The Best Hunting, Fishing in Texas

Robert Sloan Photo

I don’t know if it gets any better than this in Texas. We can hunt deer, shoot ducks and geese, fish for reds and trout under birds on Sabine Lake, or head to the surf to catch bull reds till our arms give out.

A few days ago, I fished Sabine Lake and two of us caught enough trout and reds to feed a family reunion. The very next day, I was sitting in a duck blind shooting red heads and pintails over a spread of decoys.

Deer hunting reports are outstanding from all across Texas. The cold front that moved through last week was perfectly timed for the Saturday opener on deer. In the Pineywoods, bucks are in the rut and chasing does. A friend of mine called to say he had passed on a 10-pointer that showed up at first light Saturday morning, right behind a doe. He was hunting just north of Jasper on a 58-acre farm that his family owns. He passed on that buck thinking that a bigger one might be in the area.

The only thing that’s not exactly hot-to-go are the ducks. I’ve had numerous reports, and  about half told of good shoots. It was either or feast of famine. A friend of mine hunted at the McFaddin National Wildlife Refuge opening day and had a four-man limit of gadwall and teal by 8:30. That’s your basic excellent hunt. Conversely, I talked with another group of hunters that didn’t fire a shot while hunting over flooded rice near Winnie. For the most part, the best hunts were over freshwater ponds that were loaded with teal and scattered big ducks like pintails, red heads and gadwall.

The season for whitetail deer and turkey continues through Jan. 4, 2015, in the 209 counties in the North Zone, and until Jan. 18 in the 30-county South Zone. A late antlerless and spike season will run from Jan. 5-18 in the North Zone and Jan. 19 – Feb. 1 in the South Zone. There is also another youth-only season from Jan. 5-18 in all counties where deer hunting is legal.

Bag limits and legal antler spread on bucks varies by county, so it’s best to consult a copy of the Texas Parks and Wildlife 2014-2015 Outdoor Annual or the new Outdoor Annual app for smartphones before heading to the field. The annual is available at hunting license sales outlets, online at www.tpwd.state.tx.us and as a free mobile app download on iOS and Android platforms at www.txoutdoorannual.com/app.

One requirement that does not vary is that all deer and turkey taken must be tagged. And to do that, you must have a valid Texas hunting license. When hunting, you must also have a valid driver license or state-issued identification card in your possession.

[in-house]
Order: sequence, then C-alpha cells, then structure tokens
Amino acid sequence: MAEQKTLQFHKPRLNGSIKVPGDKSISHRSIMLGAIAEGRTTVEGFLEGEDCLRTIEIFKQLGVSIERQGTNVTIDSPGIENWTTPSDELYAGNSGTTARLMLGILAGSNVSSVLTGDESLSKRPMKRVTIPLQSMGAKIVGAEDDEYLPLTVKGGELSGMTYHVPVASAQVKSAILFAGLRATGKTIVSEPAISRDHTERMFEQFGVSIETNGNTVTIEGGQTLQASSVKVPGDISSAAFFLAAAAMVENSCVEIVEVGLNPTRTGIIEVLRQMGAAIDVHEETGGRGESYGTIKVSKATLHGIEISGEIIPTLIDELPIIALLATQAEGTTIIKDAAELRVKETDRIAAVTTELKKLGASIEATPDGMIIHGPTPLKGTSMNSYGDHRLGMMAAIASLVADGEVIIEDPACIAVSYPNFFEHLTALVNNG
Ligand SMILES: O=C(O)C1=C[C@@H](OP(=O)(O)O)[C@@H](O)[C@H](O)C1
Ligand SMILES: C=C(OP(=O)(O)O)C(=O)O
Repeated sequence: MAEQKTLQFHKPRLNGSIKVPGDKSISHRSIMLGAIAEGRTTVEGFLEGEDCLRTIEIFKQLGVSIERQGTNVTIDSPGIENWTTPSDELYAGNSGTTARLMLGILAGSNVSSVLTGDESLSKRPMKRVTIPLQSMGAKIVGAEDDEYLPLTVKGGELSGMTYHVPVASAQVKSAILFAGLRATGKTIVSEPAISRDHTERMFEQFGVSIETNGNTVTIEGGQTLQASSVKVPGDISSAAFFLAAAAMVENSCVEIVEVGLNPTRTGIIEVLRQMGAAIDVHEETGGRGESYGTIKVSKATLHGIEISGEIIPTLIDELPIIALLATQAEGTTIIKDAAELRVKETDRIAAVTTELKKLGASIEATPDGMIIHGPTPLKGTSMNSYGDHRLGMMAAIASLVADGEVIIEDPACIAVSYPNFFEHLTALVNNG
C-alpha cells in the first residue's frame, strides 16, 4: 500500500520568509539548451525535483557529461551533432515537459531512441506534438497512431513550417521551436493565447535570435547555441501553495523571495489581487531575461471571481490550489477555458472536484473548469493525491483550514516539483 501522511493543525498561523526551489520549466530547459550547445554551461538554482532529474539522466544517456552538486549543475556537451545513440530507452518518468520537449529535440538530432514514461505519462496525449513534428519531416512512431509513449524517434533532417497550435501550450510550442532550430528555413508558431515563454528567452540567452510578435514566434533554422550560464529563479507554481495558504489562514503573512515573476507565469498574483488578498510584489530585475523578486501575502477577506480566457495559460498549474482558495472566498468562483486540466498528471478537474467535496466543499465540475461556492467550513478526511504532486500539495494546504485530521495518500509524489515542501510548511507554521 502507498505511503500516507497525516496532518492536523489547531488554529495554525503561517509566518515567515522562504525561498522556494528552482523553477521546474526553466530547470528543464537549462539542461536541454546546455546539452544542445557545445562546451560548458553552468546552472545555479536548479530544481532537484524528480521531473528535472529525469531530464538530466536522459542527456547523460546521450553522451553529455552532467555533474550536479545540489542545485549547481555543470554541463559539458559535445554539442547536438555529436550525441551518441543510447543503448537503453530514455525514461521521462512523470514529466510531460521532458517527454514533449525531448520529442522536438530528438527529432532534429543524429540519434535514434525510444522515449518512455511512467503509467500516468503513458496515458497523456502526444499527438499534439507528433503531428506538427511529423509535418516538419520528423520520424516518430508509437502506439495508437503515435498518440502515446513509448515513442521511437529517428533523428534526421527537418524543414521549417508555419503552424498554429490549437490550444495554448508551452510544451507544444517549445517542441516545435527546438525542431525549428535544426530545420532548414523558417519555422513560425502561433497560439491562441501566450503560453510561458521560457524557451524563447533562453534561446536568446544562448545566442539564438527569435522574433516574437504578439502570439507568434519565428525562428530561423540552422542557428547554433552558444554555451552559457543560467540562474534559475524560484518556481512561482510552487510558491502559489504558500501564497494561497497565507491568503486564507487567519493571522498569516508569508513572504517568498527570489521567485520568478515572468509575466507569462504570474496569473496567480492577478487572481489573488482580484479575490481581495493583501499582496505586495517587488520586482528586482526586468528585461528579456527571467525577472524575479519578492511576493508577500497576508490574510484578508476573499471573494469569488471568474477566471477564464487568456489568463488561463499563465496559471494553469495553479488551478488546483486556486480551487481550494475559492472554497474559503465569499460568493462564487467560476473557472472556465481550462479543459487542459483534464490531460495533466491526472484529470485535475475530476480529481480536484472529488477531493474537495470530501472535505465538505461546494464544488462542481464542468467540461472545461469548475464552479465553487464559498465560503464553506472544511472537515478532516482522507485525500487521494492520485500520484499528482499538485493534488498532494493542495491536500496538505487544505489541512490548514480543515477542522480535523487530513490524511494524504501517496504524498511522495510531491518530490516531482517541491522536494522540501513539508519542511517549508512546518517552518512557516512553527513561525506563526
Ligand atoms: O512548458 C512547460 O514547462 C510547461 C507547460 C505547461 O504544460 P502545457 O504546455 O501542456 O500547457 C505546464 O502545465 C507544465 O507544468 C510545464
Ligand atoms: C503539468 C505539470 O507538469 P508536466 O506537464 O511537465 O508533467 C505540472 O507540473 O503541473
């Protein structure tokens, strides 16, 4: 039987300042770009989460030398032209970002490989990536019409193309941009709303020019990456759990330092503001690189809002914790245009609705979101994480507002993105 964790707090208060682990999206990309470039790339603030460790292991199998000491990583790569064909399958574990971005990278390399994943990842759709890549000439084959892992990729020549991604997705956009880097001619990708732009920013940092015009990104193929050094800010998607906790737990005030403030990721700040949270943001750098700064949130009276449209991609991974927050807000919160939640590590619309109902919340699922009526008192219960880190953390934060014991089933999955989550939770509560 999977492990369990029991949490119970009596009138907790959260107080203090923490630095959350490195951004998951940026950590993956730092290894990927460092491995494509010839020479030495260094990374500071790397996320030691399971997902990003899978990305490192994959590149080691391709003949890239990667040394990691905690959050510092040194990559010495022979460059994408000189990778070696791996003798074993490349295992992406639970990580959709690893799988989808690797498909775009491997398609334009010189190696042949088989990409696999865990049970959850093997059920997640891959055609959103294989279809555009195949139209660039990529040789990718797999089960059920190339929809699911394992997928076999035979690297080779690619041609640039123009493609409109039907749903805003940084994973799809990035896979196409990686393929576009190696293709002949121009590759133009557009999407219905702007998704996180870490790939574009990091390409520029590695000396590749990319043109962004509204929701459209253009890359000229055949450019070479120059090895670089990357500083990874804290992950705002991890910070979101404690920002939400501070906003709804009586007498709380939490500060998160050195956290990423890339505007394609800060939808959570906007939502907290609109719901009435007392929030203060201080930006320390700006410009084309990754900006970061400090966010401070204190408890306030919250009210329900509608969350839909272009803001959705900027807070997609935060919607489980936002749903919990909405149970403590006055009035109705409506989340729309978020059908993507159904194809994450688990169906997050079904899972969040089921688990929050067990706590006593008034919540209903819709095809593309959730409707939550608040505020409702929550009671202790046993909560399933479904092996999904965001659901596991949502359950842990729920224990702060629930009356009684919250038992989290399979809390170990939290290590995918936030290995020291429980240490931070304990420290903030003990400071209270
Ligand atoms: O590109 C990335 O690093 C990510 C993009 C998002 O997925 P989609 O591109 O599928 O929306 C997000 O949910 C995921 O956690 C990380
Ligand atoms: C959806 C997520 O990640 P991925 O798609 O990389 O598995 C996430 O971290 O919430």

Legal hunting time for the day ends 30 minutes after sunset. Since sunrise and sunset times vary by geographic area, be sure and check what those times will be where you’ll be hunting.

One thing is certain: Texas game wardens will be out in force during deer season to make sure that those who head to the field hoping to harvest some fresh meat and maybe a good set of antlers not only obey all applicable laws but also get home safely.

The top way to pay more than you anticipated for the privilege to hunt is to head to your blind without a hunting license or not having taken a hunter safety course if you were born after 1971. To learn more about the hunter education program, see www.tpwd.state.tx.us/outdoor-learning/hunter-education

Even if you’ve taken the hunter safety course, or have been a hunter since before passage of the hunter education law, it’s a good idea to refresh yourself with the principles of safe firearm handling. Bottom line: Always treat a firearm as if it is loaded.

 

Beaumont woman is big time Texas hunt winner

Thirteen lucky sportsmen are making special plans for hunting season as winners of this year’s Big Time Texas Hunts. The hunters, one of whom lives in Beaumont, were selected by random computer drawing from applicants in the Texas Parks and Wildlife Department program.

All told, hunters bought 68,174 Big Time Texas Hunt entries during this year’s sales period. This generated $640,825 in gross revenue to support wildlife research, habitat management and public hunting.

The winner of this year’s Big Time Texas Hunts crown jewel, the Texas Grand Slam hunt package, which includes four separate guided hunts for Texas’ most prized big game animals — desert bighorn sheep, white-tailed deer, pronghorn antelope and mule deer — is Buddie Gunter of Corpus Christi.

Gunter said he has been entering Big Time Texas Hunts for several years and is looking forward to taking his son with him on the hunts.

“Fortunately I’m self-employed and pretty flexible so I can make it work,” he said. “I’m looking forward to taking my son with me and having a good time. That desert bighorn is a once-in-a-lifetime deal so that’s going to be awesome.”

The winner of the Big Time Bird Hunt is Nancy Beaulieu of Beaumont

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